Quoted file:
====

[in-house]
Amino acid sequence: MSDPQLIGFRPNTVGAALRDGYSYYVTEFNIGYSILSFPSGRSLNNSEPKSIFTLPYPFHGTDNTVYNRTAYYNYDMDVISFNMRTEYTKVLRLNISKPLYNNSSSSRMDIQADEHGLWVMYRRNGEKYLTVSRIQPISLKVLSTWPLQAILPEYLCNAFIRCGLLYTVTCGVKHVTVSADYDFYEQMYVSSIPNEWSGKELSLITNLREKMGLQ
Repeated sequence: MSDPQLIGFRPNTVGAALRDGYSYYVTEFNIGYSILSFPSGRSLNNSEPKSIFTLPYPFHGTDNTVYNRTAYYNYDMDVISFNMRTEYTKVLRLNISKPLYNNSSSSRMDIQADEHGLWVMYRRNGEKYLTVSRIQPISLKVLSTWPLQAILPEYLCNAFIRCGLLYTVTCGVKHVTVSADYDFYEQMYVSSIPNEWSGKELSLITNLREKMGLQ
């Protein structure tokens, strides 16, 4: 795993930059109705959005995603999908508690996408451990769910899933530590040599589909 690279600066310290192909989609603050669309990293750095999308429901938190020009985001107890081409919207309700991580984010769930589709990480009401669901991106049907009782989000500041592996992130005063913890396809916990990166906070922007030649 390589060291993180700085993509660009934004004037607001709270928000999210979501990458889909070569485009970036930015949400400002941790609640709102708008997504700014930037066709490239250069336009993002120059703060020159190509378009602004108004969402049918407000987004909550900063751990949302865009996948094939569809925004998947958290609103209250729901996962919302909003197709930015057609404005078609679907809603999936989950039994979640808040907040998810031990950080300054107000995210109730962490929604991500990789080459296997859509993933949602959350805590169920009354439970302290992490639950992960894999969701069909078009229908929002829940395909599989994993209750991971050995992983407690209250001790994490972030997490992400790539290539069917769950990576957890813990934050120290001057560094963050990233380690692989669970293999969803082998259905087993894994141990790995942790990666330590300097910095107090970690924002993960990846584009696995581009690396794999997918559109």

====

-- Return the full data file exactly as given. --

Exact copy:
[in-house]
Amino acid sequence: MSDPQLIGFRPNTVGAALRDGYSYYVTEFNIGYSILSFPSGRSLNNSEPKSIFTLPYPFHGTDNTVYNRTAYYNYDMDVISFNMRTEYTKVLRLNISKPLYNNSSSSRMDIQADEHGLWVMYRRNGEKYLTVSRIQPISLKVLSTWPLQAILPEYLCNAFIRCGLLYTVTCGVKHVTVSADYDFYEQMYVSSIPNEWSGKELSLITNLREKMGLQ
Repeated sequence: MSDPQLIGFRPNTVGAALRDGYSYYVTEFNIGYSILSFPSGRSLNNSEPKSIFTLPYPFHGTDNTVYNRTAYYNYDMDVISFNMRTEYTKVLRLNISKPLYNNSSSSRMDIQADEHGLWVMYRRNGEKYLTVSRIQPISLKVLSTWPLQAILPEYLCNAFIRCGLLYTVTCGVKHVTVSADYDFYEQMYVSSIPNEWSGKELSLITNLREKMGLQ
């Protein structure tokens, strides 16, 4: 795993930059109705959005995603999908508690996408451990769910899933530590040599589909 690279600066310290192909989609603050669309990293750095999308429901938190020009985001107890081409919207309700991580984010769930589709990480009401669901991106049907009782989000500041592996992130005063913890396809916990990166906070922007030649 390589060291993180700085993509660009934004004037607001709270928000999210979501990458889909070569485009970036930015949400400002941790609640709102708008997504700014930037066709490239250069336009993002120059703060020159190509378009602004108004969402049918407000987004909550900063751990949302865009996948094939569809925004998947958290609103209250729901996962919302909003197709930015057609404005078609679907809603999936989950039994979640808040907040998810031990950080300054107000995210109730962490929604991500990789080459296997859509993933949602959350805590169920009354439970302290992490639950992960894999969701069909078009229908929002829940395909599989994993209750991971050995992983407690209250001790994490972030997490992400790539290539069917769950990576957890813990934050120290001057560094963050990233380690692989669970293999969803082998259905087993894994141990790995942790990666330590300097910095107090970690924002993960990846584009696995581009690396794999997918559109």